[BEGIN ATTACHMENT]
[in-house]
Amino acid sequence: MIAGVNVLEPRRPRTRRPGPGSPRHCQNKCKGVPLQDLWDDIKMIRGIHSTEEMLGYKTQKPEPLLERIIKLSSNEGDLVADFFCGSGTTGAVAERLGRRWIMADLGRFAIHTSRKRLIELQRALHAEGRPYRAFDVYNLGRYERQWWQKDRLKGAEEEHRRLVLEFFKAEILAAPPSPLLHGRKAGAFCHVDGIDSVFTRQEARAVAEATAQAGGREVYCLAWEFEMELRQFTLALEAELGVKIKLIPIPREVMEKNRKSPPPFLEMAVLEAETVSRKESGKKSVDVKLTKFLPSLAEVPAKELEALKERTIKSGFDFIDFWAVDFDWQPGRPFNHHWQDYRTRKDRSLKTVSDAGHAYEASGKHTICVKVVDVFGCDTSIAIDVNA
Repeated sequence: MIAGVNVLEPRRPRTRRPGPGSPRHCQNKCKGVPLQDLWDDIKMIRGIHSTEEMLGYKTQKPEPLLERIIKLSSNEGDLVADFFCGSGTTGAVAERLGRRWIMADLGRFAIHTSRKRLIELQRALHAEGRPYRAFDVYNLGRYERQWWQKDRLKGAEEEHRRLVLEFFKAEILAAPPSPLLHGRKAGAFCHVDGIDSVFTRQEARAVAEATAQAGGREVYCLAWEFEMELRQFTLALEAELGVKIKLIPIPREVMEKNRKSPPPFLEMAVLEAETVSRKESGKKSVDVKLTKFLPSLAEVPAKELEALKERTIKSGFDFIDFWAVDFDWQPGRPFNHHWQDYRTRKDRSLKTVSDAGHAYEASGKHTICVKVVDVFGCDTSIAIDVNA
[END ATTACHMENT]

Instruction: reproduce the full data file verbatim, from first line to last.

[in-house]
Amino acid sequence: MIAGVNVLEPRRPRTRRPGPGSPRHCQNKCKGVPLQDLWDDIKMIRGIHSTEEMLGYKTQKPEPLLERIIKLSSNEGDLVADFFCGSGTTGAVAERLGRRWIMADLGRFAIHTSRKRLIELQRALHAEGRPYRAFDVYNLGRYERQWWQKDRLKGAEEEHRRLVLEFFKAEILAAPPSPLLHGRKAGAFCHVDGIDSVFTRQEARAVAEATAQAGGREVYCLAWEFEMELRQFTLALEAELGVKIKLIPIPREVMEKNRKSPPPFLEMAVLEAETVSRKESGKKSVDVKLTKFLPSLAEVPAKELEALKERTIKSGFDFIDFWAVDFDWQPGRPFNHHWQDYRTRKDRSLKTVSDAGHAYEASGKHTICVKVVDVFGCDTSIAIDVNA
Repeated sequence: MIAGVNVLEPRRPRTRRPGPGSPRHCQNKCKGVPLQDLWDDIKMIRGIHSTEEMLGYKTQKPEPLLERIIKLSSNEGDLVADFFCGSGTTGAVAERLGRRWIMADLGRFAIHTSRKRLIELQRALHAEGRPYRAFDVYNLGRYERQWWQKDRLKGAEEEHRRLVLEFFKAEILAAPPSPLLHGRKAGAFCHVDGIDSVFTRQEARAVAEATAQAGGREVYCLAWEFEMELRQFTLALEAELGVKIKLIPIPREVMEKNRKSPPPFLEMAVLEAETVSRKESGKKSVDVKLTKFLPSLAEVPAKELEALKERTIKSGFDFIDFWAVDFDWQPGRPFNHHWQDYRTRKDRSLKTVSDAGHAYEASGKHTICVKVVDVFGCDTSIAIDVNA